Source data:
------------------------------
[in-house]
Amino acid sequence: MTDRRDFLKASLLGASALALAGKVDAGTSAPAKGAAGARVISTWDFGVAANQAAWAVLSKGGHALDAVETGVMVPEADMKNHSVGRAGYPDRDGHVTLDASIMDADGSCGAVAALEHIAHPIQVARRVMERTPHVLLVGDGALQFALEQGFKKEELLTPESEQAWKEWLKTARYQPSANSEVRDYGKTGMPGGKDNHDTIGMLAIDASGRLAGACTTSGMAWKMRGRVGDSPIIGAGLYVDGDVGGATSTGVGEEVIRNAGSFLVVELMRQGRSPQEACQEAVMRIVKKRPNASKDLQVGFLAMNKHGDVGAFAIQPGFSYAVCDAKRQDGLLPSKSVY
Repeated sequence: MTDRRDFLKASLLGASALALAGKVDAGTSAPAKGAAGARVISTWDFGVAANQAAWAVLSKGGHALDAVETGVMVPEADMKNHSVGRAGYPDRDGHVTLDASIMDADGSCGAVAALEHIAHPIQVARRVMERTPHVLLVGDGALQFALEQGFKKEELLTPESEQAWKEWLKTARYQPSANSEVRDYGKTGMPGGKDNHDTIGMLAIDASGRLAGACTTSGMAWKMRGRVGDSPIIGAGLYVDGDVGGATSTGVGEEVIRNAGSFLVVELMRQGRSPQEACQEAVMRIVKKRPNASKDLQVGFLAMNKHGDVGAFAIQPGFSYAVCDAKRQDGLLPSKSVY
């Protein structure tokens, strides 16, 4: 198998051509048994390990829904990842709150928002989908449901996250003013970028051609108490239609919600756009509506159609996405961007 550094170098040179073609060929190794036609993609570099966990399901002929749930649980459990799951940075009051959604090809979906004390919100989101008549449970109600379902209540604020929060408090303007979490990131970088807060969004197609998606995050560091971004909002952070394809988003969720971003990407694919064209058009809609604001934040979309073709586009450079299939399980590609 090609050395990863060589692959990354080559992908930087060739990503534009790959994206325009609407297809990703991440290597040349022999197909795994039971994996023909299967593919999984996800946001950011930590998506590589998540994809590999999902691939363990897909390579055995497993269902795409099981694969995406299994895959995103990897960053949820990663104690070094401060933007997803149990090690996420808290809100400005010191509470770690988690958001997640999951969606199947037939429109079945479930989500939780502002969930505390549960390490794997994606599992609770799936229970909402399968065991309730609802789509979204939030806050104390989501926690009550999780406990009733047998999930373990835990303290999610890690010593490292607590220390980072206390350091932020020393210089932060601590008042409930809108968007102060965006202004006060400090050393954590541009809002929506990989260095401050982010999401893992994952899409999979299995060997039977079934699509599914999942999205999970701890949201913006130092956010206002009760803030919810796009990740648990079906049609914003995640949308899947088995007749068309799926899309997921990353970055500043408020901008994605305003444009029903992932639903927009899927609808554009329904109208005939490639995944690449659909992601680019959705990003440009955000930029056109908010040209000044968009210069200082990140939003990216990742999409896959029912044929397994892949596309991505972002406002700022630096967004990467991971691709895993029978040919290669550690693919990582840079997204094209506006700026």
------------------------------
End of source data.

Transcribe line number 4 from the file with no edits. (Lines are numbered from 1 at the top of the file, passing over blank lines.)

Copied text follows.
């Protein structure tokens, strides 16, 4: 198998051509048994390990829904990842709150928002989908449901996250003013970028051609108490239609919600756009509506159609996405961007 550094170098040179073609060929190794036609993609570099966990399901002929749930649980459990799951940075009051959604090809979906004390919100989101008549449970109600379902209540604020929060408090303007979490990131970088807060969004197609998606995050560091971004909002952070394809988003969720971003990407694919064209058009809609604001934040979309073709586009450079299939399980590609 090609050395990863060589692959990354080559992908930087060739990503534009790959994206325009609407297809990703991440290597040349022999197909795994039971994996023909299967593919999984996800946001950011930590998506590589998540994809590999999902691939363990897909390579055995497993269902795409099981694969995406299994895959995103990897960053949820990663104690070094401060933007997803149990090690996420808290809100400005010191509470770690988690958001997640999951969606199947037939429109079945479930989500939780502002969930505390549960390490794997994606599992609770799936229970909402399968065991309730609802789509979204939030806050104390989501926690009550999780406990009733047998999930373990835990303290999610890690010593490292607590220390980072206390350091932020020393210089932060601590008042409930809108968007102060965006202004006060400090050393954590541009809002929506990989260095401050982010999401893992994952899409999979299995060997039977079934699509599914999942999205999970701890949201913006130092956010206002009760803030919810796009990740648990079906049609914003995640949308899947088995007749068309799926899309997921990353970055500043408020901008994605305003444009029903992932639903927009899927609808554009329904109208005939490639995944690449659909992601680019959705990003440009955000930029056109908010040209000044968009210069200082990140939003990216990742999409896959029912044929397994892949596309991505972002406002700022630096967004990467991971691709895993029978040919290669550690693919990582840079997204094209506006700026």